13 Nov 0
It is a common practice, especially within the audiophile community, to do plenty of research before buying audio products like players, preamps and amps. Rightfully so, because these products can cost a pretty penny, and a lot of their appeal comes from personal preference, so they should be tested before they are bought.
Earphones and speakers, although not necessarily the most expensive part of a sound rig, might be the hardest part of the rig to choose, and this is especially true for earphones.
One part of the problem with earphones is that, of course, the sound they reproduce is greatly influenced by the structure of the ears of person using them. The second part is that the quality of sound is very hard to describe using measurements that most manufacturers list on the product packaging. This has led audiophiles to turn to language to describe the quality of the sound, and anyone turning to headphone reviews for a direction in which to look for the model they might like should know at least some of the commonly used terms. The full list would of course be more extensive, but this one should cover some of the commonly used and not commonly known terms.
Articulation is a term used to describe the ability of headphones to reproduce very fine details accurately, and the better the articulation, the better the quality of the headphones. Similarly, the term “articulate” is used to describe headphones which are able to reproduce precisely defined elements like vocals and instruments.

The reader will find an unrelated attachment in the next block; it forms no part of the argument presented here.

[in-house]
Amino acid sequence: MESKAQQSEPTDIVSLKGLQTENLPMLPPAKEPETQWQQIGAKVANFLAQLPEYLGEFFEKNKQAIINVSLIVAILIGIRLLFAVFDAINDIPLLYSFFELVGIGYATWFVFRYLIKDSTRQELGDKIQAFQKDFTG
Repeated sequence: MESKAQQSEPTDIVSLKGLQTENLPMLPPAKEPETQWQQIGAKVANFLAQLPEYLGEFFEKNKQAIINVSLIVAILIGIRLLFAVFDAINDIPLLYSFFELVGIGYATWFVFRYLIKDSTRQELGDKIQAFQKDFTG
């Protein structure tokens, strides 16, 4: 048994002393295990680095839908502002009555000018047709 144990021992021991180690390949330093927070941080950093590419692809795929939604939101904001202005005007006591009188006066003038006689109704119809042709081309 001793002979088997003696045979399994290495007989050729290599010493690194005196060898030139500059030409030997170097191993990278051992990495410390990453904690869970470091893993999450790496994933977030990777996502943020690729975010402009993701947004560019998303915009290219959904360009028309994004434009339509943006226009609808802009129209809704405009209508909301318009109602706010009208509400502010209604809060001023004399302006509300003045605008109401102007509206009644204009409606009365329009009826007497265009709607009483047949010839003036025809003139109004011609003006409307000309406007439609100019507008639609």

Just as articulation and articulate are used to describe two distinct things, so are clarity and clear. Clarity is used to describe the lack of muddiness and fuzziness in the reproduced sound, while clear headphones reproduce the sound as if they weren’t even there or were transparent.
Balance is an important term that describes the ability of headphone to reproduce all frequencies within its range without emphasis on certain frequencies. Well balanced headphones are easy to listen for a long time without getting fatigued. Balance can also refer to channel balance, or how well the right and left channels’ levels are balanced.
When the headphones add some characteristics to the sound they are reproducing that were not present in the recording process, it is called coloration, and it’s not a very desirable trait. One of the reasons behind coloration is sound decay, which is another important term which refers to the inability of the headphones to stop or shorten the gradual fadeout of a sound.
Headphones which are able to play very loud sound and very soft sounds have good dynamics, but dynamic is also a type of headphone speaker. If headphones reproduce a well-balanced sound with equal instrumental reproduction, the sound they make is called full. Smooth sound is not at all harsh, it’s easy to listen and has a flat frequency response in the middle. A warm sound is similar to full sound, as it needs precise reproduction of bass and full and harmonious reproduction of high frequencies.